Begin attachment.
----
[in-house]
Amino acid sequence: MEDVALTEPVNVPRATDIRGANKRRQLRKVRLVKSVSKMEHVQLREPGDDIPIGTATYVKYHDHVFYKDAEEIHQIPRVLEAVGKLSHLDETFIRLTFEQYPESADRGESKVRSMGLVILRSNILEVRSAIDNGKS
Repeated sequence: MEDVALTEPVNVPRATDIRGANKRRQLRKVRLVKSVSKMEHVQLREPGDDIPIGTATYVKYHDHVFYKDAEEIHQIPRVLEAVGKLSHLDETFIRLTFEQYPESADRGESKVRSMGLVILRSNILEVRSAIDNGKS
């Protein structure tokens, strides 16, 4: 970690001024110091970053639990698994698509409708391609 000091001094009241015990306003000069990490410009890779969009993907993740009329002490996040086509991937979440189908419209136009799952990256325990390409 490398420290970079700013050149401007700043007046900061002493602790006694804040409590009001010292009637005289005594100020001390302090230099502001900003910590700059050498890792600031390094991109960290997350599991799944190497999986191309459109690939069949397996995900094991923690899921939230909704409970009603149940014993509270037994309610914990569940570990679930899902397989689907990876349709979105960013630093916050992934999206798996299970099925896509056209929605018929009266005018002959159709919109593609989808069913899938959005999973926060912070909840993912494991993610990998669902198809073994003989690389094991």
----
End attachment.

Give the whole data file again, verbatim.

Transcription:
[in-house]
Amino acid sequence: MEDVALTEPVNVPRATDIRGANKRRQLRKVRLVKSVSKMEHVQLREPGDDIPIGTATYVKYHDHVFYKDAEEIHQIPRVLEAVGKLSHLDETFIRLTFEQYPESADRGESKVRSMGLVILRSNILEVRSAIDNGKS
Repeated sequence: MEDVALTEPVNVPRATDIRGANKRRQLRKVRLVKSVSKMEHVQLREPGDDIPIGTATYVKYHDHVFYKDAEEIHQIPRVLEAVGKLSHLDETFIRLTFEQYPESADRGESKVRSMGLVILRSNILEVRSAIDNGKS
């Protein structure tokens, strides 16, 4: 970690001024110091970053639990698994698509409708391609 000091001094009241015990306003000069990490410009890779969009993907993740009329002490996040086509991937979440189908419209136009799952990256325990390409 490398420290970079700013050149401007700043007046900061002493602790006694804040409590009001010292009637005289005594100020001390302090230099502001900003910590700059050498890792600031390094991109960290997350599991799944190497999986191309459109690939069949397996995900094991923690899921939230909704409970009603149940014993509270037994309610914990569940570990679930899902397989689907990876349709979105960013630093916050992934999206798996299970099925896509056209929605018929009266005018002959159709919109593609989808069913899938959005999973926060912070909840993912494991993610990998669902198809073994003989690389094991």